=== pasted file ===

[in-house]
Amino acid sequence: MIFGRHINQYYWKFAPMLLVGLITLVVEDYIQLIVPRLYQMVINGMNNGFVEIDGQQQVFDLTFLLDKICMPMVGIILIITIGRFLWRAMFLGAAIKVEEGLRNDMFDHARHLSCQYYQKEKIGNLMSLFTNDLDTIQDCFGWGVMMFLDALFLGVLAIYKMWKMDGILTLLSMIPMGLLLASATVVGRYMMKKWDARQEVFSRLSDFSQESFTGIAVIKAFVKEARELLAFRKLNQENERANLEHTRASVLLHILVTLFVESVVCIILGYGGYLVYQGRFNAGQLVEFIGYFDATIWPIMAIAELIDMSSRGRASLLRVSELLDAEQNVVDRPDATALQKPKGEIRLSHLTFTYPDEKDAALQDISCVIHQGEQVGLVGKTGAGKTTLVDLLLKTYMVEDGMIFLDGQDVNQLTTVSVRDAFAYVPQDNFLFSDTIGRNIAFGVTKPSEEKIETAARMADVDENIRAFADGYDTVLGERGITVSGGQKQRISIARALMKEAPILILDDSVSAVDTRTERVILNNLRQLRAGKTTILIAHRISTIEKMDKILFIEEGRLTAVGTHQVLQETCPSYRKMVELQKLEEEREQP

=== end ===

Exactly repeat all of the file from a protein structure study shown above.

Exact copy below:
[in-house]
Amino acid sequence: MIFGRHINQYYWKFAPMLLVGLITLVVEDYIQLIVPRLYQMVINGMNNGFVEIDGQQQVFDLTFLLDKICMPMVGIILIITIGRFLWRAMFLGAAIKVEEGLRNDMFDHARHLSCQYYQKEKIGNLMSLFTNDLDTIQDCFGWGVMMFLDALFLGVLAIYKMWKMDGILTLLSMIPMGLLLASATVVGRYMMKKWDARQEVFSRLSDFSQESFTGIAVIKAFVKEARELLAFRKLNQENERANLEHTRASVLLHILVTLFVESVVCIILGYGGYLVYQGRFNAGQLVEFIGYFDATIWPIMAIAELIDMSSRGRASLLRVSELLDAEQNVVDRPDATALQKPKGEIRLSHLTFTYPDEKDAALQDISCVIHQGEQVGLVGKTGAGKTTLVDLLLKTYMVEDGMIFLDGQDVNQLTTVSVRDAFAYVPQDNFLFSDTIGRNIAFGVTKPSEEKIETAARMADVDENIRAFADGYDTVLGERGITVSGGQKQRISIARALMKEAPILILDDSVSAVDTRTERVILNNLRQLRAGKTTILIAHRISTIEKMDKILFIEEGRLTAVGTHQVLQETCPSYRKMVELQKLEEEREQP